How to raise your credit score
Policygenius content follows strict guidelines for editorial accuracy and integrity. Learn about oureditorial standards
and how we make money.
Your credit score is the single most important 3-digit number that will ever be connected to your name. Why? Because those 3-digits are the gateway to you securing a low-interest rate on all sorts of consumer products, including financing a car, buying a house, getting credit cards, securing personal loans, and more.If you’ve got a good credit score, then you will save yourself thousands of dollars in interest rates over the years compared to someone who has a low score, which makes striving for a good credit score one of the smartest money moves you can make.Since it’s the start of a new year, it’s time to grab your credit report, check your score and get a plan in place to improve that 3-digit number.There's a ton of confusion over credit scores, so I want to take some of the guesswork away and provide you with three tips to help you get your credit in check.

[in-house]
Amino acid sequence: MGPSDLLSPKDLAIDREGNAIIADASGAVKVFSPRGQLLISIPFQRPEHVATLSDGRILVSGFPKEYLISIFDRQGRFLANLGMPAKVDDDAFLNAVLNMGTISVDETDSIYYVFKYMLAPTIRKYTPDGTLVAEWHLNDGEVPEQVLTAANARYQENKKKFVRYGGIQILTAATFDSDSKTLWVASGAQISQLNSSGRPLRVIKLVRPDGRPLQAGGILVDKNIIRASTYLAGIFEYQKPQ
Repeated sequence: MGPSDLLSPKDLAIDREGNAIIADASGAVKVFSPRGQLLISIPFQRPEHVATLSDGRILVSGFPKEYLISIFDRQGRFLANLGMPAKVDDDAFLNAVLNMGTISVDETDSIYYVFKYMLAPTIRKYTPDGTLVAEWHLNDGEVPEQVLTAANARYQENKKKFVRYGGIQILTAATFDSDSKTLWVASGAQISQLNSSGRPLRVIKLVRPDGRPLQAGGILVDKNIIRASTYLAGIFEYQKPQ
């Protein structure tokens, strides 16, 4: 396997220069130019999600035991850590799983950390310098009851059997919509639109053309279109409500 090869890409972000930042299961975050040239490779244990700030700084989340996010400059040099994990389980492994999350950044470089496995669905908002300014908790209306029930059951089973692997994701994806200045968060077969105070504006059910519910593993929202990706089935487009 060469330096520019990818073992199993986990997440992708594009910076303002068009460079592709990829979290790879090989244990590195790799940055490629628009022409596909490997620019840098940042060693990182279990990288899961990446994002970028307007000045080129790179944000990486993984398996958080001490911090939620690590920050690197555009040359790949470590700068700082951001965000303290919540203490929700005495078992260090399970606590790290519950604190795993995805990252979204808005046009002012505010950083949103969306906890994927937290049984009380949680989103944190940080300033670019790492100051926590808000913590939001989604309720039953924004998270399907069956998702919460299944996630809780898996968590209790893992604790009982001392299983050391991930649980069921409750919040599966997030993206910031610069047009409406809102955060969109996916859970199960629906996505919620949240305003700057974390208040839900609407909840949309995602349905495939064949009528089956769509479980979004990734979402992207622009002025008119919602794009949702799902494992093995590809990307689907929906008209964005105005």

Your credit score, or FICO score, is a 3-digit number ranging from 300-850 (the higher number wins) from three different credit bureaus: TransUnion, Equifax, and Experian. It's important to note that you could have three different scores with each of these bureaus because different loan companies report to different credit bureaus.Everyone is entitled by law to a free copy of their credit report from each of the three major credit reporting bureaus once per year. A good place to start is Annual Credit Report http://www.annualcreditreport.com. While you will get a free report, you won’t get a report with your credit score on it for free. For that, you will have to use a paid service like Experian, which provides a score from all three bureaus for a small fee.It’s super important at least once every year to grab a report with your score so you can have an accurate reflection of where your credit stands. There’s been a big push for credit card companies to show you your credit score on your recent credit card statements, which will save you time and money. Since many of us auto-pay our credit cards and never look at our actual statement, go into the online dashboard for your card and review your most recent statement to see your credit score. With that said, you will still want to make sure you check out the full report to double check that your information is accurate. You should also check whether the score is your true FICO score or an approximation, because some credit cards use alternate scoring systems to estimate your number.Credit reports will show all sorts of information and can be difficult to decipher. Here’s a great resource that shows you how to read a credit report.